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Climate change threatens rail infrastructure, study finds

Rising temperatures due to climate change are a threat to railway infrastructure, according to a study by Beijing Normal University.

With an emphasis on China’s rail system, the researchers think just half a degree Celsius less warming would save economic losses of about $ 630 million (£ 452 billion) per year.

The rain-induced disaster risk of the railway infrastructure increased with increasing days of extreme rainfall in the decades from 1981-2016.

According to Liu Kai, the paper’s lead author, global warming would be limited to the Paris Agreement target of 1.5 ° C instead of 2.0 ° C, disaster risk of China’s railway infrastructure for extreme rainfall.

“A flood disaster could inundate the track [and] lead to defects in the subsurface and track structure,” she said. “Based on our statistics, a total of 975 historical disasters caused by rainfall from railways were reported from 1981 to 2016.

“Rain-induced debris flow was the largest contributor, about 42 percent; followed by the rain-induced flooding, which is about 26 percent; rain-induced landslides, about 18 percent, and rain-induced composite hazards, about 14 percent.

“The team used a“ random forest ”machine learning model to calculate disaster susceptibility and quantify the relationship between susceptibility and precipitation change.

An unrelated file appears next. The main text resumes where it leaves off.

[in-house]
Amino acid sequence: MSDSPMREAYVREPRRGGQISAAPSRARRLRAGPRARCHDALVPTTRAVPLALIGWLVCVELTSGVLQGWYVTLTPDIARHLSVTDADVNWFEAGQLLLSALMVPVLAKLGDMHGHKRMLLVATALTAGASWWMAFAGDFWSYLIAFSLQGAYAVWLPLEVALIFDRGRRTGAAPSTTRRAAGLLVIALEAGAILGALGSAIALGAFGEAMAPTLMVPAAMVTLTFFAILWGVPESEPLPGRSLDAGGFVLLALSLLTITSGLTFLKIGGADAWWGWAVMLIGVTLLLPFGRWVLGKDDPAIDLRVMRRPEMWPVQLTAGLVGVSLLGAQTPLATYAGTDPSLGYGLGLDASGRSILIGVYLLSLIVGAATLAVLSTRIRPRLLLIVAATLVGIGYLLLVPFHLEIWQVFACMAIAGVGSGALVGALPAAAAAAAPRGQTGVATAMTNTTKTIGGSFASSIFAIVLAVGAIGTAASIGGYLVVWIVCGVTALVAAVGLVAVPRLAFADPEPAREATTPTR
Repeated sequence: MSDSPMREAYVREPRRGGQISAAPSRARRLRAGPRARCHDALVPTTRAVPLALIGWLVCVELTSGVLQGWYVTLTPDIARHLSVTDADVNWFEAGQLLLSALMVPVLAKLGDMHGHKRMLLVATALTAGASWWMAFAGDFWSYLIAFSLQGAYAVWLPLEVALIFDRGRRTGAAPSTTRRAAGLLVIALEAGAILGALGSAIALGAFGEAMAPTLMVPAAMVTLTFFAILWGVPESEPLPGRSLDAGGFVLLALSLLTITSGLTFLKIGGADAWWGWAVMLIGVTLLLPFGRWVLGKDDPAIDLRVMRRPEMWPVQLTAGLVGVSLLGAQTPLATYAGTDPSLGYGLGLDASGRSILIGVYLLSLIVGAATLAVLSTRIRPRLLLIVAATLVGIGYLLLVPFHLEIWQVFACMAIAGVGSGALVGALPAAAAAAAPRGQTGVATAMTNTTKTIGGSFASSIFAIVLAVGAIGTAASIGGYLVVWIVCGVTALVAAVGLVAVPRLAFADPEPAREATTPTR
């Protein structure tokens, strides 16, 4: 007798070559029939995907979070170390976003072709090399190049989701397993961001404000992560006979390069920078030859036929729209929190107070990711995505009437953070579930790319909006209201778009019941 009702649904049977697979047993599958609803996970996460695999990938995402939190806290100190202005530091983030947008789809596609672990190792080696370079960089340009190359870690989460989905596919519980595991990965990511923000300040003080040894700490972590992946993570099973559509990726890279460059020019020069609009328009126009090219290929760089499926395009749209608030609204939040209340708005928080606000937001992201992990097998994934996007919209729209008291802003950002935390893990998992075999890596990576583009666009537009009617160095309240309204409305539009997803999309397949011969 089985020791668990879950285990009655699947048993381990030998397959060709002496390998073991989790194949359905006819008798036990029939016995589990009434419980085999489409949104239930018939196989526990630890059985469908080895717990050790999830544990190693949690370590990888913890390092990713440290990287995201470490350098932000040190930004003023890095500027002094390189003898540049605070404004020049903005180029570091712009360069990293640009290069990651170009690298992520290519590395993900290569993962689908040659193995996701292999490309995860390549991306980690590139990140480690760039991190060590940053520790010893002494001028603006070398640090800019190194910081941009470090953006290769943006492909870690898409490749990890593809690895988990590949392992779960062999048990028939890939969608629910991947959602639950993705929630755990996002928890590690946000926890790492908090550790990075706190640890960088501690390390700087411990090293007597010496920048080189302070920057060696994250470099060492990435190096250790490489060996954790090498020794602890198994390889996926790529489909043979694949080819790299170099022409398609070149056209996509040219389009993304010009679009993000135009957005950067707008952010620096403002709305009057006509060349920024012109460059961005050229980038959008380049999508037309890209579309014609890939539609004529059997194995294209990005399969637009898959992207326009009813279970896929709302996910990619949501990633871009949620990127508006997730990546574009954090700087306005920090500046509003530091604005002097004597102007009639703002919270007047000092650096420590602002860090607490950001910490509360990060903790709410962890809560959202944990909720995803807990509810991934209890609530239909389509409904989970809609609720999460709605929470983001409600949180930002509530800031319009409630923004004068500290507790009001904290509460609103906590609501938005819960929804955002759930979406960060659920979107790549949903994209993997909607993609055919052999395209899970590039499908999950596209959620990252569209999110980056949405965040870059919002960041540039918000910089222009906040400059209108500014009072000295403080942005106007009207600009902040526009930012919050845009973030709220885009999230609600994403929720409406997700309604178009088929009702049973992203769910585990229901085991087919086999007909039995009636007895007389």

” We found a remarkable increase in disaster susceptibility of rail lines along the Yangtze River valley, center of China with the greatest population density, “Liu said.” Disaster susceptibility has increased by 30 percent over the period 1999-2016 from 1981-1998.

” The level of the reference period (1981-1998) is expected to increase from 1.1 percent to 4.5 percent in 2050 and to 12 percent in 2090.

With a global average temperature increase of 1.5 ° C, direct damage and repair costs are expected to increase to an average of $ 1.47 billion per year.

With 2 ° C of warming, the damage doubles and the loss grows to $ 2.10 billion.

China’s railway system is still undergoing significant expansion and the total mileage of the railway lines is expected to be around 200,000 km in 2035, compared to around 140,000 km in 2020.

“The design of newly planned high-speed rail lines should take into account the effects of climate change. How to reduce the disaster susceptibility of the world’s most densely populated rail network must be planned to mitigate the negative impact, ” said Liu.

Last year, Britain’s Network Rail’s budget was cut by £ 1 billion in Chancellor’s Spending Review, despite recent government pledges to invest heavily in infrastructure.